On June 5, 2019, Nevada Governor Steve Sisolak signed into law Assembly Bill No. 132 (“A.B. 132” or the “new law”), which is the first state law to curb pre-employment marijuana drug tests. The new law has two primary effects: 1) it makes it unlawful for Nevada employers to fail or refuse to hire a prospective employee because the applicant submitted to a screening test and the results of the test indicate the presence of marijuana; and 2) it provides employees who test positive for marijuana with the right to, at their own expense, rebut the original test results by submitting an additional screening test within the first 30 days of employment.
A.B. 132 does not apply to applicants who apply for certain positions. Specifically, the new law will permit employers to reject applicants who test positive for marijuana if they apply for positions as: 1) a firefighter or emergency medical technician, as each are defined in Chapter 450B of the Nevada Revised Statutes; 2) a position requiring an employee to operate a motor vehicle, if federal or state law would require the employee to submit to screening tests for that position; or 3) a position that, “in the determination of the employer, could adversely affect the safety of others.” The law does not provide further guidance as to what factors employers should consider when making the determination as to whether a job classification qualifies as a safety risk.
Moreover, the new law provides for certain contract-based exceptions. A.B. 132 does not apply if it conflicts with the provisions of an employment contract or a collective bargaining agreement, or if it is inconsistent with provisions of federal law. However, A.B. 132 is silent as to whether an employer may bargain to include such drug testing in a collective bargaining agreement or employment contract. Further, the law does not apply to positions funded by a federal grant, though many federal contractors and all federal grantees are still required to comply with the Drug Free Workplace Act.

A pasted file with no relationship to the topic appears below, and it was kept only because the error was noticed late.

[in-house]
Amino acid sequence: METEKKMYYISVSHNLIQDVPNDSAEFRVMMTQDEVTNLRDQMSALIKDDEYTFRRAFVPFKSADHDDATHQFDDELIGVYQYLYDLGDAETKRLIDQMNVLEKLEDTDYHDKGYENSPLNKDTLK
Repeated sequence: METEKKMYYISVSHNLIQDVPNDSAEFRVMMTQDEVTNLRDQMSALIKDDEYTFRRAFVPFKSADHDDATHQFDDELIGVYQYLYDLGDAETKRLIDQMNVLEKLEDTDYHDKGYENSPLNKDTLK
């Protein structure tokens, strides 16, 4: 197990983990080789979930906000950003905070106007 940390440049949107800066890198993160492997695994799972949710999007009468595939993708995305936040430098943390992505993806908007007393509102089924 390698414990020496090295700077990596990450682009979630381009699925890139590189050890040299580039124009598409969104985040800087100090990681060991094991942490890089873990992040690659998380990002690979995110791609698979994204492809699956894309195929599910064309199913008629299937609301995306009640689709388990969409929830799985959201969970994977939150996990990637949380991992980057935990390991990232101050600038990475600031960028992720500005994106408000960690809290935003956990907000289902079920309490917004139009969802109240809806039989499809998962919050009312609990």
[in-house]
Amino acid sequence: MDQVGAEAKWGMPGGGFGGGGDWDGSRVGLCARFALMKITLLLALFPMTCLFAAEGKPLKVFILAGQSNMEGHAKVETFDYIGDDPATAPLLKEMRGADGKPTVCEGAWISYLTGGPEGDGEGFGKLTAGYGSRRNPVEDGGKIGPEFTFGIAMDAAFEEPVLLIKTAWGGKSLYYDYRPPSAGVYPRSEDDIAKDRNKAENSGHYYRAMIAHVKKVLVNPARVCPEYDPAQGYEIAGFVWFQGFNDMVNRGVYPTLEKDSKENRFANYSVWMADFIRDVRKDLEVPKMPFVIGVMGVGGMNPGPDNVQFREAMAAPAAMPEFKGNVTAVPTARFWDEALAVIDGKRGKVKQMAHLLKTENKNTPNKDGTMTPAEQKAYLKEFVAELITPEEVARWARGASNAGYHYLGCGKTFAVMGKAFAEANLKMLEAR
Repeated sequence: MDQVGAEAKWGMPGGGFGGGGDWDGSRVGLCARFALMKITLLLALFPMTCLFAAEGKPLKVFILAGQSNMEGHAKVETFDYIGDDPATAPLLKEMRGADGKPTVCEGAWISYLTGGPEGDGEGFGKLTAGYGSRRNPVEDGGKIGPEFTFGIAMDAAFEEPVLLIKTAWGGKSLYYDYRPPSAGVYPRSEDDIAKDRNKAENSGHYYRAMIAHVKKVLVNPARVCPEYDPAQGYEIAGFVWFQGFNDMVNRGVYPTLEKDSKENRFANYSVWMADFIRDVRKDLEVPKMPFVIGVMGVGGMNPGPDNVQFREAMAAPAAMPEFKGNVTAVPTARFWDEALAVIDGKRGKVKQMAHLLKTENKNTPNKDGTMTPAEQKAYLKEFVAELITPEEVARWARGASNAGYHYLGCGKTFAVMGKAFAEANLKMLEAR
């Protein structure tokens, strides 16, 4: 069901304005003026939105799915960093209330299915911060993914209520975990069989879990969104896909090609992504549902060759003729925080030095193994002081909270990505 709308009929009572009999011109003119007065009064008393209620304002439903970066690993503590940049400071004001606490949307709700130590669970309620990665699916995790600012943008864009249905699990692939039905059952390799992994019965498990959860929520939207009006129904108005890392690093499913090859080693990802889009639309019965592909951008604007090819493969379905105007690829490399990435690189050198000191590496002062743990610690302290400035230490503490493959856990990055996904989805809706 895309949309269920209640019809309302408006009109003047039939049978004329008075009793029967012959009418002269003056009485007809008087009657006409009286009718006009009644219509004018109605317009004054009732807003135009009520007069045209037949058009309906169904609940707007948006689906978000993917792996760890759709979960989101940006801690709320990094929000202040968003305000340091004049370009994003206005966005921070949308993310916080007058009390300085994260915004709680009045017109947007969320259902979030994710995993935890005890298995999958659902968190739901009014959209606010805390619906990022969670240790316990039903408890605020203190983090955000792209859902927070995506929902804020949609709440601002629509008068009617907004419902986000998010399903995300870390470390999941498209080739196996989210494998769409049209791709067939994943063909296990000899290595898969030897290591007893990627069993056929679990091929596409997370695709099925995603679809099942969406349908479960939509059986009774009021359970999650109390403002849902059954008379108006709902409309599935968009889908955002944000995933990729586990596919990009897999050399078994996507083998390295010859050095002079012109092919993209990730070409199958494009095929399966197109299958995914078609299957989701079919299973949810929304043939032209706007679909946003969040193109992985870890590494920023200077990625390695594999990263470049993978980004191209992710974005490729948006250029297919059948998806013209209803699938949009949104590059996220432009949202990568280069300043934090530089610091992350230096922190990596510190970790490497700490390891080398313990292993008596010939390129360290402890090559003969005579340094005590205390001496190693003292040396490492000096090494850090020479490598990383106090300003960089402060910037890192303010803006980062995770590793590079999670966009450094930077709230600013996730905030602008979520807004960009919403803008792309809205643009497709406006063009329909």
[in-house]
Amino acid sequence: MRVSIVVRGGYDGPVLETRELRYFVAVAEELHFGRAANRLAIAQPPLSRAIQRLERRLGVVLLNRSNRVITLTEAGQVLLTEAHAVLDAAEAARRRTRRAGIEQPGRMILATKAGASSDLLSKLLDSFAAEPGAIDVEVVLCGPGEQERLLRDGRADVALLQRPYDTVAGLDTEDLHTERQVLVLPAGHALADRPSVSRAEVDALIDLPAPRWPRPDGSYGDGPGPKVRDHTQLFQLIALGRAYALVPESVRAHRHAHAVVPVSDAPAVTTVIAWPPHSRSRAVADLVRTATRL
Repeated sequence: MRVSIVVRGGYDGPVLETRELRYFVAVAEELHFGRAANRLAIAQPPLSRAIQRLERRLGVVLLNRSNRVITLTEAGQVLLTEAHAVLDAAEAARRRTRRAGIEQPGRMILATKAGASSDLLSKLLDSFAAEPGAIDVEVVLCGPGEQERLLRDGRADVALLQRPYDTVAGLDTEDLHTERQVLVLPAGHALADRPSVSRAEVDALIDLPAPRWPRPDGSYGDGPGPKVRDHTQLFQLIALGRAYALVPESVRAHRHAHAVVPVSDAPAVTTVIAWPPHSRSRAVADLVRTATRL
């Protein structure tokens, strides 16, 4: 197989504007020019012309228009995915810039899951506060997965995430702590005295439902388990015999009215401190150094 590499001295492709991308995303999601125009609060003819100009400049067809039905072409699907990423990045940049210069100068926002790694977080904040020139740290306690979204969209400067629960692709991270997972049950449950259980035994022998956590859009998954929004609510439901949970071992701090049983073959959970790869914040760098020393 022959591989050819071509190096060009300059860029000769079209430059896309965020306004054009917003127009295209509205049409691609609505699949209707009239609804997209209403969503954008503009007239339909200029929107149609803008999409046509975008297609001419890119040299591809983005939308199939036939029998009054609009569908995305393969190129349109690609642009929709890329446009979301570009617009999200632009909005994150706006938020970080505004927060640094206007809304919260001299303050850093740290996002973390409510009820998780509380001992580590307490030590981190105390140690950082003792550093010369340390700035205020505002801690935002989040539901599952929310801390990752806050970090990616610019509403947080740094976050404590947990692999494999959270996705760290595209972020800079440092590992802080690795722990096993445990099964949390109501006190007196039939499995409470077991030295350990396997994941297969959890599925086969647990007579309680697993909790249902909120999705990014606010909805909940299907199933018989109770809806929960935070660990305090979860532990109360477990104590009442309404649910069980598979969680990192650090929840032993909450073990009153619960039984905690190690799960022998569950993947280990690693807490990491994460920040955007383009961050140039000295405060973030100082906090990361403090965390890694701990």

Impact on Employers
Nevada employers should ensure their policies and handbooks are updated and compliant with A.B. 132. Specifically, employers should revise pre-employment hiring procedures to account for employees’ rights to rebut a pre-employment drug test that is positive for marijuana. Moreover, employers with existing employment contracts or collective bargaining agreements should consider the need for flexible language regarding marijuana testing and adverse action.
Employers should also review and consider whether to revise drug testing procedures to ensure they do not violate the new law. For instance, marijuana and tetrahydrocannabinols (the active ingredient in marijuana) should be removed from the drug testing panel. In addition, employers should also review their job descriptions to determine which positions, if any, fit into one of the law’s exceptions for which marijuana testing can still be required. Further, employers should provide training to human resources personnel, as well as supervisory employees, on any changes made to policies and practices as warranted. Finally, when an employee has chosen to rebut an original drug test with a subsequent test, employers must accept and give appropriate consideration to the results of such a screening test.
Nevada may be the first state government to pass legislation restricting marijuana drug testing, but it will likely not be the last. Indeed, many municipalities, including New York City and Washington, D.C., have passed similar laws. It stands to reason that other jurisdictions may follow suit in passing similar legislation with respect to workplace marijuana testing. This is a developing area, and employers should monitor these developments closely.